There must have been a spreadsheet. We always made one before trips like this—how else would four college kids make sure they had enough peanut butter, Tang, and oatmeal packets to get through a week in the Great Smoky Mountains? But even the most organized students can’t escape one ineffable truth: they’re still just kids.
It’s hard to say whose fault it was. I don’t even think we suspected we were low on food until day three. That’s when I caught John sneaking a second bagel about an hour after breakfast. “John, you already had breakfast,” I chastised. He looked up, sheepish. “It’s second breakfast.”
“It’s OK, we have more bagels,” Tait said. “Don’t we?”
By day four we realized that we were, indeed, a little low on food. We started joking about rations. On day five, with two days left in our 85-mile trek, that joke became a reality.
That morning, we’d woken up in our three-sided Appalachian Trail shelter to snow sifting past the opening like a lace curtain. It was cold, and with only hot tea, hot Tang, and two oatmeal packets apiece, we were hungry. But there was magic in the snow. We giggled as we brushed our teeth, broadcast sprays vanishing into the sea of flakes.
That magic began to dissipate as the sun rose, melting the fresh inch into mud that clung to our boots. By now we were down to just enough food for breakfasts and dinners, plus a little lunch if we were careful. The full inventory: some cheese, a handful of tortillas, several ramen packets, a little oatmeal, and three Fig Newtons for dessert. Tait had eaten our last apple core, and the bars had run out long ago.
Snack breaks just weren’t the same without snacks. We tried to find other ways to entertain ourselves. There was trail yoga, which mostly consisted of falling over deliriously into the leaves. We tried poetry, read aloud from a book Tait had brought (nice; also not food). Eventually, hunger got the best of us, and we turned to the last, er, snack we had left.
Inexplicably, John had brought a full bottle of spicy mustard, which of course contained next to zero calories. Why we had wasted space and weight on family-size condiments in lieu of real food, I’ll never know. Whenever a belly rumbled, we took turns sharing spoonfuls, wincing and hollering at the burn of spice and vinegar on an empty stomach. At least laughing took our minds off our hunger.The author enjoying a snack of spicy mustard. (Photo: John Powers )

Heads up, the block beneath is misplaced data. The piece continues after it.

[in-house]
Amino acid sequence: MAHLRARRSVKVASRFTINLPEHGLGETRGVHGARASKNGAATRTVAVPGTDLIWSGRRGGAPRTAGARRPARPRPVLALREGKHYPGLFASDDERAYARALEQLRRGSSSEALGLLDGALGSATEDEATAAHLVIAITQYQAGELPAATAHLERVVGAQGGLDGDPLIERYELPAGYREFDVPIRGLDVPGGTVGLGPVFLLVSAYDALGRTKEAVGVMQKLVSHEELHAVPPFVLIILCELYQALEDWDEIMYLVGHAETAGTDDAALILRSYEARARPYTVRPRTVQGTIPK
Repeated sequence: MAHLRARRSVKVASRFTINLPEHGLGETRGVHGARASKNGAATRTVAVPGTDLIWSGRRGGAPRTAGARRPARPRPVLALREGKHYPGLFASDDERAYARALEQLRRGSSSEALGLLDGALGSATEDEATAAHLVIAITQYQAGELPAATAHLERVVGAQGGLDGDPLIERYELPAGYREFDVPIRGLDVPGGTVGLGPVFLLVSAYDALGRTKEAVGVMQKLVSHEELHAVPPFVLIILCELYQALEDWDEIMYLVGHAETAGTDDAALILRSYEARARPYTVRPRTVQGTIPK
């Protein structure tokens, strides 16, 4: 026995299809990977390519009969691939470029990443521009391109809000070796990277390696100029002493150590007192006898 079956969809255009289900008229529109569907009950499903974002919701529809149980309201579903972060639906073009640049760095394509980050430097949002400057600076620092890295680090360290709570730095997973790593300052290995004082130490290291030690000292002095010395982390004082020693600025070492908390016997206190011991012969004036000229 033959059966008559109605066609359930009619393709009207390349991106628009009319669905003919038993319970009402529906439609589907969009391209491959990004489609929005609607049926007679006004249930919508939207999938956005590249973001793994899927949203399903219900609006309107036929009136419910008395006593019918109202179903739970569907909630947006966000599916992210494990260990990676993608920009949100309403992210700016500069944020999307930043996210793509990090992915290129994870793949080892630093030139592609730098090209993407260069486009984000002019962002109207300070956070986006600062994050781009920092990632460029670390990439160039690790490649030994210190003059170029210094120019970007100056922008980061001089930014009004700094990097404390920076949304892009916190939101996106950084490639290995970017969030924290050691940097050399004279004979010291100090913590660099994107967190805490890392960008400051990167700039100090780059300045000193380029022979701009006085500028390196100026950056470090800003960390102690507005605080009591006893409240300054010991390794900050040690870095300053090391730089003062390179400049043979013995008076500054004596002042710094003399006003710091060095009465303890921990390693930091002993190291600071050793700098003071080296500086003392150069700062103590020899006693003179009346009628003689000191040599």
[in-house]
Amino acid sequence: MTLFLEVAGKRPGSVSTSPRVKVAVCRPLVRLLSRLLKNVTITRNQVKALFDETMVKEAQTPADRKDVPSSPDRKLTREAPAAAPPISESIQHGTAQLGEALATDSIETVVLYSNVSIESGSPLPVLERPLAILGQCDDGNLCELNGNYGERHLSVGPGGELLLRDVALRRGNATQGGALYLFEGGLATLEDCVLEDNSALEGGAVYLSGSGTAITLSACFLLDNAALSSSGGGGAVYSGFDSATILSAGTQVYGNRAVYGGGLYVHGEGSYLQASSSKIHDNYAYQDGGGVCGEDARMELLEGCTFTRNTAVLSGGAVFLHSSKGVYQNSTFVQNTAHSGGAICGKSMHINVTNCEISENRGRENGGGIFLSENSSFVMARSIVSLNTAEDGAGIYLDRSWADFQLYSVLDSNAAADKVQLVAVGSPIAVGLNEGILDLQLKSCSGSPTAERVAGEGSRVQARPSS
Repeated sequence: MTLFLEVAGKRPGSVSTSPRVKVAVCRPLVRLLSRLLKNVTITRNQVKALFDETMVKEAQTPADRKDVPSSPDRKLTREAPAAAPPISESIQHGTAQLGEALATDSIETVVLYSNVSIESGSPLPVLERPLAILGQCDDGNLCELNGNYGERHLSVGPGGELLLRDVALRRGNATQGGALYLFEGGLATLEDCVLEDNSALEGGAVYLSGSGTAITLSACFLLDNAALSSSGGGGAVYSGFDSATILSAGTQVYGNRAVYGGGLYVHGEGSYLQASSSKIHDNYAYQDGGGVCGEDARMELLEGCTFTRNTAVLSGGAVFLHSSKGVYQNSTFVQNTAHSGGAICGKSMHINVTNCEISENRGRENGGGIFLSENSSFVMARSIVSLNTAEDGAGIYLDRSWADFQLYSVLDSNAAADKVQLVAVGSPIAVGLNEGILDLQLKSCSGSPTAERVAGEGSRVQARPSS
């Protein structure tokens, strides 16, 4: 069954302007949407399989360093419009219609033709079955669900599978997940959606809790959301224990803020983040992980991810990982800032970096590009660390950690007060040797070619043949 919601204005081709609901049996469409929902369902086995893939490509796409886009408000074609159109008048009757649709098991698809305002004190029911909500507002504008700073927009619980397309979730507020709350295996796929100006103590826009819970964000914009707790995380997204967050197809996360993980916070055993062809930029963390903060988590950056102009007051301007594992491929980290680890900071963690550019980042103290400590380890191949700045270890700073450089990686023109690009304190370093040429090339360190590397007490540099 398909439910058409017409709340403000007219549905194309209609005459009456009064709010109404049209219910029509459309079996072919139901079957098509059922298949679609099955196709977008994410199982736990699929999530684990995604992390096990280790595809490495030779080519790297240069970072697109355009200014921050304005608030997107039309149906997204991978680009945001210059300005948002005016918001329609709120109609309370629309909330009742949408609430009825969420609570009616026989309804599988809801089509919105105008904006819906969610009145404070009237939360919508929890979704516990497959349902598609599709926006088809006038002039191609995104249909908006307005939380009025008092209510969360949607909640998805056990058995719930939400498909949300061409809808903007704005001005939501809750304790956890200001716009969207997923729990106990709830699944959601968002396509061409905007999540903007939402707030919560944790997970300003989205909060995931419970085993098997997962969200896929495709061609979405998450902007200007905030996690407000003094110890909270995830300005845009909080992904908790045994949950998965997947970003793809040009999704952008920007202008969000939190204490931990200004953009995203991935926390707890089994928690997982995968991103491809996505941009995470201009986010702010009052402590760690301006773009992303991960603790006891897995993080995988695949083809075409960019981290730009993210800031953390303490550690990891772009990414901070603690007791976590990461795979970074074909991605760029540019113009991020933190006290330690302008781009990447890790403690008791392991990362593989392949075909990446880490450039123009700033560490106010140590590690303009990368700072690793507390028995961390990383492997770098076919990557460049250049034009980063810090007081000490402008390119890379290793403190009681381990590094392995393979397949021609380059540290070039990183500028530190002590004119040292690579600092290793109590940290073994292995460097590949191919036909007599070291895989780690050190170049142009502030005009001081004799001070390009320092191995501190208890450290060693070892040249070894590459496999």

It wasn’t the only failed attempt to feed ourselves. That night, after a meager dinner of ramen and instant mashed potatoes, we cooked up our last three Fig Newtons in olive oil and what we thought was cinnamon to try to make them go further. It wasn’t until we split them four ways (three-quarters of a Fig Newton each) and dished them out that we realized the “cinnamon” had been cumin. Of course, we ate them anyway.
On the last day, it poured rain. For the first time, trudging through the rain and mud, morale began to dip. We were just about out of food and still had something like 15 miles to go. That’s when the seriousness of our error started to catch up to me. What if Eric’s bum knee doesn’t make it? I thought. What if there’s another emergency and we get stranded for another night out? I was new to backpacking, but this wasn’t my first trip. I should have known better than to skip the shakedown.
I spent the whole last day counting down the miles: Five left. Four left. Three left. With just two downhill miles to go and the end in sight, we started running. Finally, we emerged from the woods under the open gash of sky at Newfound Gap. When I spotted our shuttle driver, a friend and fellow hiker named Alexander, sitting behind the wheel of his mom’s old Toyota Sienna, I’d never been more relieved. We piled in, hooting and hollering and digging around the floorboards for the ancient snacks Alexander always seemed to have on hand. I found the smashed dregs of a Brown Sugar Cinnamon Pop-Tart, busted open the wrapper, and drank down the crumbs. To this day, it’s the best thing I’ve ever tasted.
Time has a way of softening things, and that includes hunger pangs. Today, that trip is one of my most fondly remembered in more than a decade of backpacking. But word to the wise: there are better ways to build camaraderie. Double-check your food supplies before you head out. You never know when an unexpected hill climb, snowstorm, or emergency stop might require more calories. And though it can be tempting to bring the bare minimum to save weight, you’re better off finding other ways to reduce your load—like, say, leaving the spicy mustard at home.